The fact that these Executive Orders can be overturned or impeded (by Supreme Court action or Congress passing legislation that would conflict with the order, or by refusing to approve funding to enforce it) speaks to the cynics beliefs that the order is simply not enough. Without full funding and enforcement it may just be a symbolic gesture. Even more importantly it speaks to the need for public engagement, especially voting. Obviously Republicans have shown that they unanimously oppose the Paycheck Fairness Act, and by extension this Executive Order. Civic engagement is the defense against the blocking and overturning of this Executive Order. Civic engagement would ensure that the members of Congress elected or re-elected in November, support the executive order and other Congressional efforts to close the gender pay act, along with ensuring that the next elected President also supports these efforts, and will work to uphold this executive order.


Next Steps

If-and-when Congress finally passes The Paycheck Fairness Act, which promises equal pay for what is deemed equal work, a disparity in pay may still persist due to the fact that women are still locked into low paying administrative and service positions, despite proving to be more educated than men. A simple glance at the gender balance in the US Congress exemplifies this fact. Women may make up about 52% of the population, yet they do not have equal representation in Congress, where they only make up 22%. There is still a prevalent gender segregation across job sectors, as well as a " good ol boy network" that regulates the vast majority of executive and management position to men, especially white men; which again explains the noted rates of disparity in pay. The necessary change may not be one that can be legislated, unless it will involve affirmative action measures that mandate gender diversity amongst executives and management; and this can certainly be done with federal contractors. Ultimately, it will require continued social evolution and a challenge to a patriarchal culture, that still views men as the heads of the household, natural leaders, sole breadwinners, and thus worthy of higher paying jobs.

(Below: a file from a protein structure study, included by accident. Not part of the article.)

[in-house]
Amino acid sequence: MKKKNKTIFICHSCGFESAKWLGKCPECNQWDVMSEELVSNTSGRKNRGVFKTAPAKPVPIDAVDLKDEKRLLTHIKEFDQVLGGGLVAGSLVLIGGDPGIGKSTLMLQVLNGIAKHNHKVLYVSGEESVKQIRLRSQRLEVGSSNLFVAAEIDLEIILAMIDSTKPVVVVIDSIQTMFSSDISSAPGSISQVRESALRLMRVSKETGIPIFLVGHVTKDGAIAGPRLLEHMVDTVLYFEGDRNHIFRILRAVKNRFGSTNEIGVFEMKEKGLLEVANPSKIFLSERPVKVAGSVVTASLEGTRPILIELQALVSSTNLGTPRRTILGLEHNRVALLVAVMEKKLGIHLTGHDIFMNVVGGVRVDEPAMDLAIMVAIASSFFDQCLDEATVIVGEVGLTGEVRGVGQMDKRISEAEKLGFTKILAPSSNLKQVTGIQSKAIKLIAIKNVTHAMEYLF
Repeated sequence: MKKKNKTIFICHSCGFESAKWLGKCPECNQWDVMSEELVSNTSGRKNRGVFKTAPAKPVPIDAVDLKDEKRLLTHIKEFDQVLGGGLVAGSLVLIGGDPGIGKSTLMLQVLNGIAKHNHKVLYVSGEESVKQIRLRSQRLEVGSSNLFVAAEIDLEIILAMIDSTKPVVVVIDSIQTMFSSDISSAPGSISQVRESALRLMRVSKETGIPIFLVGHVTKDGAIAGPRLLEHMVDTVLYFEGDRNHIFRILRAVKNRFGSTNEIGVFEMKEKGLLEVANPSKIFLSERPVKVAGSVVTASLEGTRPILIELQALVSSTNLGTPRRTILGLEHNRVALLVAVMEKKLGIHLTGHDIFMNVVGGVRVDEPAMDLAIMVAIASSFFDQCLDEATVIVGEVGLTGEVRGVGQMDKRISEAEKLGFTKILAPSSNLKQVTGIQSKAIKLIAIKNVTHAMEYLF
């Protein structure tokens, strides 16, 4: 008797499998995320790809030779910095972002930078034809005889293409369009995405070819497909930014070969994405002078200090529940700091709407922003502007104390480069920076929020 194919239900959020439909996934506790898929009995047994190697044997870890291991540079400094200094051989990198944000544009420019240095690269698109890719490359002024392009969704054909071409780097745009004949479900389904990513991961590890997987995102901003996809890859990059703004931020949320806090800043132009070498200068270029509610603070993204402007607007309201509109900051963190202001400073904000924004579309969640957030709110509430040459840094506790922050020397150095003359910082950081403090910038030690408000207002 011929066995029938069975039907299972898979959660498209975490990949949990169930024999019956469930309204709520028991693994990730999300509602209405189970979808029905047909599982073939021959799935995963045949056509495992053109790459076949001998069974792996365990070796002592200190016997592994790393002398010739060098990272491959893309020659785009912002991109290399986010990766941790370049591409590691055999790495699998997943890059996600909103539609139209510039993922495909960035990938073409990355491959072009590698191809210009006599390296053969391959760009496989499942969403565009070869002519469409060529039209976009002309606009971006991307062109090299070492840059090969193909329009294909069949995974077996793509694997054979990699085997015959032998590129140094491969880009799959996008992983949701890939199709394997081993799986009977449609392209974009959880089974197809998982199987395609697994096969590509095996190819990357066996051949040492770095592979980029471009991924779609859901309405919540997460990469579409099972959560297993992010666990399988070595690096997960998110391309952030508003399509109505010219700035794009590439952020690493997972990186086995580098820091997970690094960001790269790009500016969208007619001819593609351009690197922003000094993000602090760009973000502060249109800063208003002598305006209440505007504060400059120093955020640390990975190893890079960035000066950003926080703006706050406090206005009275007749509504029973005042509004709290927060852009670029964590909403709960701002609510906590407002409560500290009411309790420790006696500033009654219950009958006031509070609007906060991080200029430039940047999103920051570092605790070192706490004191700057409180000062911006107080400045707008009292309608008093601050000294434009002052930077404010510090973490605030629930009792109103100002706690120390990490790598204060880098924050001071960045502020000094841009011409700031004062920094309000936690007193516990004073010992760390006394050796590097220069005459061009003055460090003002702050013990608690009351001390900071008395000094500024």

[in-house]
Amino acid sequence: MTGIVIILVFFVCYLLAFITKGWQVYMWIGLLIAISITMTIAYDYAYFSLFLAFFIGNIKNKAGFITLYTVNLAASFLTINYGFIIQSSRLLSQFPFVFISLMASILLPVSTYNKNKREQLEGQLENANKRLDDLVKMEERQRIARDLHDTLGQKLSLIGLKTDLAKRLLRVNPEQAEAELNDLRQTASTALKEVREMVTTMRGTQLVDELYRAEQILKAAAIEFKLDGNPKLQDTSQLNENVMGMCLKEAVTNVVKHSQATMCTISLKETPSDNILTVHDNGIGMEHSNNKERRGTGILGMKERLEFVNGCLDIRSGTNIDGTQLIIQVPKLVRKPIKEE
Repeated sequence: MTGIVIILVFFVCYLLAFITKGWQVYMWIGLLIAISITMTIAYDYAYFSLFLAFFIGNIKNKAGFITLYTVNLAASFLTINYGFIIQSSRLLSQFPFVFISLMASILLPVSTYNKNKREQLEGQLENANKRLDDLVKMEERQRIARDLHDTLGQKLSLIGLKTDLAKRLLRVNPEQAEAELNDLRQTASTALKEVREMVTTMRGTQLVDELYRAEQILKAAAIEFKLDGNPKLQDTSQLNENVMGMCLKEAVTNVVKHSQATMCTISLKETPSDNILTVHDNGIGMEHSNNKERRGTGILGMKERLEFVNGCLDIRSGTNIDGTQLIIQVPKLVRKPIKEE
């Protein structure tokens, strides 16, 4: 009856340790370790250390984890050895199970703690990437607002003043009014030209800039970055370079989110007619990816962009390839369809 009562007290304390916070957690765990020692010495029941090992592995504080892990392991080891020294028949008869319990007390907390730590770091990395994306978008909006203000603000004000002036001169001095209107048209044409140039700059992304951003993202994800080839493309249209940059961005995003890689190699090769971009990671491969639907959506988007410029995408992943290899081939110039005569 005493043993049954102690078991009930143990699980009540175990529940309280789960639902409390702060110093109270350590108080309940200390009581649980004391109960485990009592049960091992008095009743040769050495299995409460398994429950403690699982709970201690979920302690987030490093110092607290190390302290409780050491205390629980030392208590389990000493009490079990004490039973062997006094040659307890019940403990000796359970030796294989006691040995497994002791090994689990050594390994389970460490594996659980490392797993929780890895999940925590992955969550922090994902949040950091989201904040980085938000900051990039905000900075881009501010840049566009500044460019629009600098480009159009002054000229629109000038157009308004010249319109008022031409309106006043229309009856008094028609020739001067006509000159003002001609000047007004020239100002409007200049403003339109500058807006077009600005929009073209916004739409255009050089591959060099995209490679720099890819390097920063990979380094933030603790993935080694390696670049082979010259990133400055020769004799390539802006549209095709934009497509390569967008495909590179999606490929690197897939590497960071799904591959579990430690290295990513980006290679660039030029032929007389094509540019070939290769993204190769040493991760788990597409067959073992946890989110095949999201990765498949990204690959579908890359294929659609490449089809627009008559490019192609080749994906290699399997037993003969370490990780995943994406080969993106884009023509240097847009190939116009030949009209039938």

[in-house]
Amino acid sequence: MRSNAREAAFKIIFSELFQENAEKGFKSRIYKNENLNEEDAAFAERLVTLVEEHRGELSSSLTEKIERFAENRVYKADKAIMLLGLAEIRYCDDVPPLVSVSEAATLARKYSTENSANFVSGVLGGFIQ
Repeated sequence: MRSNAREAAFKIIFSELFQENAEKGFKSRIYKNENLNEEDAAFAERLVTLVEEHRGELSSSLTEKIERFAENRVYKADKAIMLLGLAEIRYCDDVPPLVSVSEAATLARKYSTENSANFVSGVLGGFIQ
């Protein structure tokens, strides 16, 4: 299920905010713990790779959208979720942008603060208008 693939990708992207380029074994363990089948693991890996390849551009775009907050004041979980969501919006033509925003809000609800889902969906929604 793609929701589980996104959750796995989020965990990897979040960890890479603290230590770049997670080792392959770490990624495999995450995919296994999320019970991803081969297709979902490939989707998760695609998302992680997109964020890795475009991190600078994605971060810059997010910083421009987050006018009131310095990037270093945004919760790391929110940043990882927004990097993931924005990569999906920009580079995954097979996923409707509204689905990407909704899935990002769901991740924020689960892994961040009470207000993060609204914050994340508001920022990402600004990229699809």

Still, the act of civil engagement cannot be overemphasized when considering addressing the Feminization of Poverty and closing the gender pay gap. Women, regardless of political party affiliation, must truly consider the fact that Republicans did indeed vote as a block to not allow any debate over the bill. This knowledge should be carried with women and men of conscious into the voting booths come November, especially voters in Kentucky, where Senator Mitch McConnell will be fighting for re-election against a female candidate. Ultimately, we need elected legislatures who will pass the Fair Paycheck Act, which will close all loop holes to gender-based pay discrimination.